HUMMINGBIRD Resources is on course for an impressive recovery this year. The West African gold producer was “priced to fail” in February, according to CEO Dan Betts. By June, it had clawed back its losses over the previous 18 months.
“It’s been the most intense, stressful period I’ve ever been through in my career,” said Betts. “You put out your guidance and if you miss it, it’s a s**t show.” That’s what happened at Yanfolila, an 80,000 to 90,000 ounce-a-year mine in Mali. Between the fourth quarter of Hummingbird’s 2021 financial year and the third quarter of last year, it failed to hit 20,000oz per quarter for all but one. It sent all-in sustaining costs (AISC) sailing over $2,000/oz. As the only mine in the portfolio, Hummingbird was in trouble.
Betts responded by changing Yanfolila mine management and drafting in external support. A $35m finance package was also finalised, which helped keep Hummingbird in business while it completed the development of its $120m Kouroussa mine in Guinea. But the impact on the company was felt: “It will take time to earn back trust. Hummingbird was priced to go bust. The market was saying you are not going to get the mine [Kouroussa] online because Yanfolila was such a mess,” he said.
“A more experienced mining company might have foreseen the issues at Yanfolila. I’m not asking for forgiveness, I’m just asking that we learn as a mining company.”
Betts was speaking in March. By the middle of May, the company had commissioned Kouroussa, ahead of schedule and without a hitch. Commenting a week after first gold from the mine, Betts said he hoped a rerating of the share continued, although it’s critical Kouroussa builds up to nameplate capacity.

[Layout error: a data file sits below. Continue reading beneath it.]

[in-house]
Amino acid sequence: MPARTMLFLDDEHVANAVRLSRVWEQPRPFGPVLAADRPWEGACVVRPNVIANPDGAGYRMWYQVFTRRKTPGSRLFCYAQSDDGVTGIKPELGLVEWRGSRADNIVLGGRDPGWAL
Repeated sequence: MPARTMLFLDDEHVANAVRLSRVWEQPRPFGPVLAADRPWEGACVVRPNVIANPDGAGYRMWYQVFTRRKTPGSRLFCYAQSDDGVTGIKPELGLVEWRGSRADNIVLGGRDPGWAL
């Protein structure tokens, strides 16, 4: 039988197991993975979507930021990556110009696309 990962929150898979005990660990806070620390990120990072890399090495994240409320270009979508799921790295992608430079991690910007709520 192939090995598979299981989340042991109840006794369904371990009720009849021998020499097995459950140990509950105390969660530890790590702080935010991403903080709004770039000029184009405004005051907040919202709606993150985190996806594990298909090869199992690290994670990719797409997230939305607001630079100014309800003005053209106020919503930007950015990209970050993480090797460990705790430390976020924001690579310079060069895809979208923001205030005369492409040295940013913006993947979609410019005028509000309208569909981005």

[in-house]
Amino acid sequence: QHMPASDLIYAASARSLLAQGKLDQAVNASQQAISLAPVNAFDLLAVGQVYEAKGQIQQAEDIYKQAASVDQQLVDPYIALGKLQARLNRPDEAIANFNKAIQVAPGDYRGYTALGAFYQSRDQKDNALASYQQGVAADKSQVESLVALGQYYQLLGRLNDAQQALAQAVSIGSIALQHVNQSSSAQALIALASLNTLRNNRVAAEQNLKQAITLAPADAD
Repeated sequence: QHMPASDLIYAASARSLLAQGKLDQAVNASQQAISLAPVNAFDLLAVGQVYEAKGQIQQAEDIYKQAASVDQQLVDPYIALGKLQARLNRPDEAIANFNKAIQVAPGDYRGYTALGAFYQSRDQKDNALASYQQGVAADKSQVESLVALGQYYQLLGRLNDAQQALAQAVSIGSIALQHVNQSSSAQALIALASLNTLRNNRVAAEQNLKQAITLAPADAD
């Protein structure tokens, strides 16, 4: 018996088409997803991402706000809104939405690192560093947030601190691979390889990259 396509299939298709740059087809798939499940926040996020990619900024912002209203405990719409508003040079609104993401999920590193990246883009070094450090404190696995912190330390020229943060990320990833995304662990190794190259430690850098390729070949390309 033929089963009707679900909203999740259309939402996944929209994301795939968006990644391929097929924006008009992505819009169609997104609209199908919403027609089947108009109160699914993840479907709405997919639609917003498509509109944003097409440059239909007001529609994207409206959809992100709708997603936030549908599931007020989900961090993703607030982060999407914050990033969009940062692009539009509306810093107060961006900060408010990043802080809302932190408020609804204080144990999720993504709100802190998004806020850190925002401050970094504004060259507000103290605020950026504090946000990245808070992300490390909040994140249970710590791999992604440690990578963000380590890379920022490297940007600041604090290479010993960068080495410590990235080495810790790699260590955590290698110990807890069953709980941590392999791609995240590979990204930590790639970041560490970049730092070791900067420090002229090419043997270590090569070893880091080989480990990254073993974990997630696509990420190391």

At full tilt, Kouroussa is expected to reach a run-rate of 120,000 to 140,000 oz with AISC at around $1,000/oz. There’s also exploration potential that could one day result in higher output.
Tim Huff, an analyst for Canaccord Genuity says in commissioning Kouroussa, Hummingbird has probably ensured its survival but other boxes have to be ticked this year. One is at Yanfolila, which moves to underground mining this year. This leaves Hummingbird’s balance sheet vulnerable while Kouroussa is still in ramp-up. Huff estimates probable cash of just $4m at year-end, excluding $5m/$6m of gold in inventory.
But if the balance sheet and the Yanfolila transition can be managed “the cash flow from Kouourssa alone in 2024 could be substantial enough to drive a deleveraging for a strong rerating”, he adds.
It’s all very close to the bone for Betts. “It is personal,” he says. “It’s a life’s work building this company. But Kouroussa is transformational. With a second mine you have got places to weather the storm and balance your guidance. Eventually you build more mines and rotate out of the worst assets and build a world-class mining company.
“That’s the aim.”
An important next step in achieving that might be in the Dugbe gold prospect in Liberia, which Hummingbird owns in joint venture with Pasofino Gold, a business listed on Toronto’s venture exchange. Pasofino farmed into Dugbe but the agreement gives Betts the option of swapping his firm’s 49% asset level stake for 51% control of Pasofino.
That means Hummingbird retains control over Dugbe and yet it’s a big bite of a project. Estimated in a 2022 feasibility study to produce up to 200,000 oz/year, the mine could require pre-production capital of nearly $400m. Betts says he’s “open-minded” on selling the mine given that the company has pressure on the balance sheet.
A process with RBC, the Canadian bank, is underway to see if anyone is interested in paying “a reasonable price, or partner with it”, says Betts. “I’m pretty ambivalent if I’m honest,” he says of Dugbe. “If there’s no buyer and Pasofino doesn’t want to build it I will look for another partner.”
This article first appeared in The Mining Yearbook.